The blind pointing accuracy was the same as the on-board attitude knowledge, <0.5 arcseconds (1σ radial rms) with a stability of <0.1 arcseconds (1σ radial rms over 200 sec). In the incremental pointing mode, the PCS performed controlled repositioning of the boresight with an offset accuracy usually no worse than 0.2 arcseconds and less than 0.6 arcseconds for across angular distances of up to 30 arcminutes. This accuracy was sufficient to move a source from the IRS Peak-Up array to one of the spectrometer slits. MIPS observers should note that the initial blind pointing accuracy for the 160 micron array was expected to be significantly worse than for the shorter wavelengths (~3.9 arcseconds). See the MIPS Instrument Handbook for more information.
3.7.3 Scanning Stability and Performance
Spitzer could execute linear scans at selected rates from 0.01 arcseconds/second to 20 arcseconds/second. The MIPS Scan Map mode used rates from 2 arcseconds/second to 20 arcseconds/second.
3.7.4 Tracking Capabilities
Spitzer does not have a true tracking capability for Solar System Objects (SSOs). However, Spitzer simulated tracking by scanning in linear track segments at rates up to 1 arcsecond/second. The linear track segments are linear in equatorial coordinate space; they were commanded as a vector rate in J2000 coordinates, passing through a specified RA and Dec at a specified time.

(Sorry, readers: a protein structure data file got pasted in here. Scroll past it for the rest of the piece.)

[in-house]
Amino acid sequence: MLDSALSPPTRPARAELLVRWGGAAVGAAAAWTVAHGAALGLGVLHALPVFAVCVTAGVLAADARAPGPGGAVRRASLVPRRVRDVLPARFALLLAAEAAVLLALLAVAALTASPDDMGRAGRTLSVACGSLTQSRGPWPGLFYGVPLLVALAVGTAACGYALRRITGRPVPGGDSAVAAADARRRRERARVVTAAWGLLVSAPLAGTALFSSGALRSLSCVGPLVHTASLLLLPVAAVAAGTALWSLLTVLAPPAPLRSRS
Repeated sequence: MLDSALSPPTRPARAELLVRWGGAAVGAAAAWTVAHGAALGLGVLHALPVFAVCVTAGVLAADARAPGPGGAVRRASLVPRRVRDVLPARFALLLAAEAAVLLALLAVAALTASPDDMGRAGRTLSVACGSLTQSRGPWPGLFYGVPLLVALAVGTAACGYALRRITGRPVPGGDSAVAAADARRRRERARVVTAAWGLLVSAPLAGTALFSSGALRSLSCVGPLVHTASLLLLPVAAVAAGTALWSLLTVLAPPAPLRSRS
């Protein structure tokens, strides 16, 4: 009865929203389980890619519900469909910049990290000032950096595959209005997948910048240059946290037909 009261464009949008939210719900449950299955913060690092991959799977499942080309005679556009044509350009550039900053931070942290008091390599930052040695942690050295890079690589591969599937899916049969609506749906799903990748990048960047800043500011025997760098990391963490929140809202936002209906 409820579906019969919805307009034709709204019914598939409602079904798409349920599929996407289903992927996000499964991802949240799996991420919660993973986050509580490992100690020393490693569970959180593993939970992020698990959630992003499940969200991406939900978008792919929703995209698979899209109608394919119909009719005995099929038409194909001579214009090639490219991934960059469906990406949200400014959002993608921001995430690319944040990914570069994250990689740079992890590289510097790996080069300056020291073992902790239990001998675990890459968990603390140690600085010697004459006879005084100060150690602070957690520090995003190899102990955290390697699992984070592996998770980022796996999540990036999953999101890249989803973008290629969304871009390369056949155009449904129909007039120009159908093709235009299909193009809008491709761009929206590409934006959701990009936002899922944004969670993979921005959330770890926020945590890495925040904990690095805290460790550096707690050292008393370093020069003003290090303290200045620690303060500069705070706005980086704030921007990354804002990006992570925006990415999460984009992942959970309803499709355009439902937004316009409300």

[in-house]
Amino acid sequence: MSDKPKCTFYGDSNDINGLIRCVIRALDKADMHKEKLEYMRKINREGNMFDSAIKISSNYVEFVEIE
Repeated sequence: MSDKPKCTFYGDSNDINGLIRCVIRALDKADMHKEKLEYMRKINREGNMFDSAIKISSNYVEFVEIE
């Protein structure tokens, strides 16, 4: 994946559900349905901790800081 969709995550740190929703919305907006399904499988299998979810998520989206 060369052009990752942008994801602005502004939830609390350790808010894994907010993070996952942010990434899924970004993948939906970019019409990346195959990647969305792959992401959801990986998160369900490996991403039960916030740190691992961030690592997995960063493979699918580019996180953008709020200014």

The SSO ephemerides were maintained on the ground, rather than on-board Spitzer, but an observer may specify flexible scheduling constraints, and the linear pseudo-track specification (start point, rate and direction, in equatorial J2000 coordinates) was calculated at the time of scheduling. The observation was executed at the scheduled time (within a window of +3, -0 seconds), and the PCS follows the track as specified, assuming the given start point corresponds to the time given in the track command. All other PCS movements could be superposed on a specified track, including dithers and scans.
PCS measurements indicate that the blind track acquisition accuracy was ≤ 0.5 arcseconds, independent of the track rate, which is consistent with expected performance on fixed targets. The track stability was better than scan mode requirements: ~0.5 arcseconds in 1000 seconds. The offset accuracy during tracking was better than ~0.55 arcseconds, also consistent with the required performance on fixed targets.
3.7.5 Pointing Reconstruction
Pointing reconstruction refers to the post-facto determination of where the telescope was pointed with a greater accuracy than was known by the flight system. Spitzer had a requirement to perform pointing reconstruction to 1.4 arcseconds. Based on in-orbit results, Spitzer met this requirement, except for observations scheduled immediately after an instrument changeover (in which case the inaccuracy may be as much as ~2 arcseconds). The nominal pointing is reported in the data products. Based on post-BCD processing and comparison of extracted sources with 2MASS sources, users will receive data with IRAC data pointing reconstruction generally <1 arcseconds, and MIPS scan pointing reconstruction generally <1.5 arcseconds, with respect to the 2MASS coordinate system. Relative pointing (relative separation of two objects within an AOR) is good to <0.5 arcseconds.